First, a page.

Norbert Rodenkirchen, Medieval Flute

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Announcing a pair of very rare solo appearances by renowned German flutist Norbert Rodenkirchen in New York City. Rodenkirchen, one of the world's very few masters of the Medieval flute and a member of the celebrated early music ensemble Sequentia, is widely acclaimed for both his luminous technique and his deep historical knowledge. These two very different performances ­— one featuring music of the Middle Ages and the other a dispatch from musical avant-garde — showcase the range of Rodenkirchen's gifts and the sonic possibilities of his instrument.

Rodenkirchen's January 27 performance features a program of Medieval music, and is based on his immersive historical investigations tracing the "true story" behind the Pied Piper legend. St. Bart's chapel is a gorgeous space, visually and sonically, and an ideal setting for this spellbinding concert. Further details below.

The following evening, Rodenkirchen will present a unique and never-before-seen program exploring the deep affinities between early music and the contemporary avant-garde. Combining the music of the influential fourteenth-century composer Machaut with tape collage and improvisations, Rodenkirchen's performance will be an unforgettable event. Sharing the bill are the eclectic archaic folk-rock band Seaven Teares (Charlie Looker, Amirtha Kidambi, Russell Greenberg, and Robbie Lee, on Northern Spy Records), and a duo of two modern pioneers in trumpet extended techniques, Peter Evans and Nate Wooley.

Tuesday, January 27, at the chapel at St Bart's in Manhattan, 6pm, free concert. "Hameln Anno 1284 -- Medieval flute music on the trail of the Pied Piper"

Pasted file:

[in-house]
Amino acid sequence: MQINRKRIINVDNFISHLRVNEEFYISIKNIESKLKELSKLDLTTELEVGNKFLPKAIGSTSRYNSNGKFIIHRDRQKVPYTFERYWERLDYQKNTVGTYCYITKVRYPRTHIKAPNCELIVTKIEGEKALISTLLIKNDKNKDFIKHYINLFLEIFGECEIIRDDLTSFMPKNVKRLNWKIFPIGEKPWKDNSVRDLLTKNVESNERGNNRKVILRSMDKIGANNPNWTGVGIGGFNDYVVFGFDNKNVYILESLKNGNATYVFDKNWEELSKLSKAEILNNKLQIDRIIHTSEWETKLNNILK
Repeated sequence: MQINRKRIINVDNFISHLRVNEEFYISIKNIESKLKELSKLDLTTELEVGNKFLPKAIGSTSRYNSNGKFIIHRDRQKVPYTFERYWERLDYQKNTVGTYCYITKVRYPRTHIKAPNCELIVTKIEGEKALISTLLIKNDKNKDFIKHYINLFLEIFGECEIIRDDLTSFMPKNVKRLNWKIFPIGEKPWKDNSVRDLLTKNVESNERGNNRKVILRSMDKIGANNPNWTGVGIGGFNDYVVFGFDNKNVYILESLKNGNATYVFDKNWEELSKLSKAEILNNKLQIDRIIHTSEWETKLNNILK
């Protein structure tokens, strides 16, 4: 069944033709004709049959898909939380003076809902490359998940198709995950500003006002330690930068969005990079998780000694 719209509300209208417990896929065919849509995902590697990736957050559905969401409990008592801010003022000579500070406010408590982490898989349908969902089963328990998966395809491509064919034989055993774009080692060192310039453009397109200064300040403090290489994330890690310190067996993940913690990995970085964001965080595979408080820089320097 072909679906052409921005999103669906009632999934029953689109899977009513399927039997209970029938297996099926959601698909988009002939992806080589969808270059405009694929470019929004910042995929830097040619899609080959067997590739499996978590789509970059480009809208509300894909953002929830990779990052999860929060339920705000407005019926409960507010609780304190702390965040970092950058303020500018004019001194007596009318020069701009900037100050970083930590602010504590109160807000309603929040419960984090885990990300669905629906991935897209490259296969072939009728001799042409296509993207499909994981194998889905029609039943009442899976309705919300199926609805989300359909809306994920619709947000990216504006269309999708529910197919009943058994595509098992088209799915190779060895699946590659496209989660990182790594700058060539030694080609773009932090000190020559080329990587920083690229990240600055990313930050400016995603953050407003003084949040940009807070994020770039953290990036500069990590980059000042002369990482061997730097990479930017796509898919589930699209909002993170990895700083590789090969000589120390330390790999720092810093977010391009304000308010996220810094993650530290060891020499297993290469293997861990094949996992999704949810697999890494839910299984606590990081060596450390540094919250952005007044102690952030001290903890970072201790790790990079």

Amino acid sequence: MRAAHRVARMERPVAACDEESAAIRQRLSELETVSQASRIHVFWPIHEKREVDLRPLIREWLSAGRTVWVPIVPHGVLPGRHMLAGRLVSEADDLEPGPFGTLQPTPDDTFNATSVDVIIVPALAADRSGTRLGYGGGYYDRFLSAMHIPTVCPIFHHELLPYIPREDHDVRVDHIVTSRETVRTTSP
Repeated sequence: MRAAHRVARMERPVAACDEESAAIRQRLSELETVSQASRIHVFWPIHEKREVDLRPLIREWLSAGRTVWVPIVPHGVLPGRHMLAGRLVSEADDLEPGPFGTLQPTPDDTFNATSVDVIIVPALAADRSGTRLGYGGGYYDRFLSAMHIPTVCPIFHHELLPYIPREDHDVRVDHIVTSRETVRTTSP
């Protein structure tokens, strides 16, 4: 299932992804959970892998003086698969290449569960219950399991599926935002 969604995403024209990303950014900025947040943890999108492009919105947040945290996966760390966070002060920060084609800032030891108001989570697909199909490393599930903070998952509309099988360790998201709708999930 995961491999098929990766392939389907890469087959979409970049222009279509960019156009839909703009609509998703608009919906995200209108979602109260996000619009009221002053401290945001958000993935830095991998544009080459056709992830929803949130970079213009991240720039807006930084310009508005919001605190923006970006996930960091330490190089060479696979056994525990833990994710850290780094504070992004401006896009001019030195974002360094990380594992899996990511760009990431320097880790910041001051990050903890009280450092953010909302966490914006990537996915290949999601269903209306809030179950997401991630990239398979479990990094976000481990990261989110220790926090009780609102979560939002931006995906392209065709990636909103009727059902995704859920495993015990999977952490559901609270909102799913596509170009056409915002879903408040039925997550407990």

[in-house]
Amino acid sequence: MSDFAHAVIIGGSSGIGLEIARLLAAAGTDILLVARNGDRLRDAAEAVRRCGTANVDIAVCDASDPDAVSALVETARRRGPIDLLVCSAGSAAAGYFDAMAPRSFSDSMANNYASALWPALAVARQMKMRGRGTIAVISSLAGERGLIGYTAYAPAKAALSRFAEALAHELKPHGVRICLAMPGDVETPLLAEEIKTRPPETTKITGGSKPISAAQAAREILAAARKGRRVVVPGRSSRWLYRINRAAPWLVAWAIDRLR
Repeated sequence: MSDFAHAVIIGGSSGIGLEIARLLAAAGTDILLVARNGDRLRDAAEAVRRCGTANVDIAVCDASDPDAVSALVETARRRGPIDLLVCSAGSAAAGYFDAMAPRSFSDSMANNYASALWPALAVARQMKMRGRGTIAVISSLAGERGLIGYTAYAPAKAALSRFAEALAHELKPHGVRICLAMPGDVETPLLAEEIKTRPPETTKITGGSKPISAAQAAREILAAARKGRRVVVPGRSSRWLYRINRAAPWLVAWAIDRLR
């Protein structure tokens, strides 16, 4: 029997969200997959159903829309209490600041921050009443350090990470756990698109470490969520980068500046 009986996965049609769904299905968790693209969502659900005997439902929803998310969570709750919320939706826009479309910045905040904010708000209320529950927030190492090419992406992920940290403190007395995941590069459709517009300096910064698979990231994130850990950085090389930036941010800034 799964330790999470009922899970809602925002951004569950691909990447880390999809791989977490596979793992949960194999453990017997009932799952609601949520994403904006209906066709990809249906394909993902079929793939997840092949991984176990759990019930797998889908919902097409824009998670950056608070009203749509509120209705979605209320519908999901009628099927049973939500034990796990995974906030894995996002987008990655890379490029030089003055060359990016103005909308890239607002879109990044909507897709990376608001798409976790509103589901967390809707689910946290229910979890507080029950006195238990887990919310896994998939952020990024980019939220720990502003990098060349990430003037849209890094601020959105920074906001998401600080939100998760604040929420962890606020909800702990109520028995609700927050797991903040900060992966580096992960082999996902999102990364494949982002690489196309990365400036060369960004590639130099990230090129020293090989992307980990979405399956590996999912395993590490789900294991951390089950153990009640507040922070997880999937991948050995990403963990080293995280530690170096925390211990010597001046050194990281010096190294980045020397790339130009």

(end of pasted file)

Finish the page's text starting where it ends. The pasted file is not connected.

Hameln Anno 1284:
Medieval flute music on the trail of the Pied Piper"
by Norbert Roderkirchen

“Flutist Norbert Rodenkirchen immersed deeply into the world of the Middle Ages…the music unfolds an almost bewitching spell.” – Fono Forum

The legend of the mysterious flautist who in the year 1284 enticed the children away from the town of Hamelin with his music has retained its fascination up to the present day. Recent research suggests that the Pied Piper may have been an actual person—a flute-playing medieval recruitment officer, commissioned by the aristocracy from the territories south of the Baltic coast to attract young families to migrate to these areas. Early documents tell us that such a person succeeded in mobilizing a large crowd of young people in Hamelin in the summer of 1284. What music might he have played?

Norbert Rodenkirchen, an internationally-known specialist in medieval flute music and a member of the renowned medieval music ensemble Sequentia, has long been fascinated by the figure of the Pied Piper. He was inspired to embark on a search for the story’s musical sources, which he found in the melodies of Prince Wizlaw III of Ruegen and his teacher, the so-called “Ungelahrte” (“Untaught”), augmented by ancient Slavonic dances from Northern Poland and the tunes of German minnesingers of the late 13th century. With his extensive experience in medieval improvisation, Norbert Rodenkirchen has utilised these musical models to weave a series of enchanting melodies in the style of medieval travelling musicians which could quite conceivably have been played by the Pied Piper himself.

In 2012 the Christophorus label released Norbert Rodenkirchen´s CD “Hameln Anno 1284 – Medieval music on the trail of the Pied Piper” which received tremendous public attention internationally. This summer, Norbert Rodenkirchen will be performing this program at the Boston Early Music Festival, one of the most prestigious early music events in the world.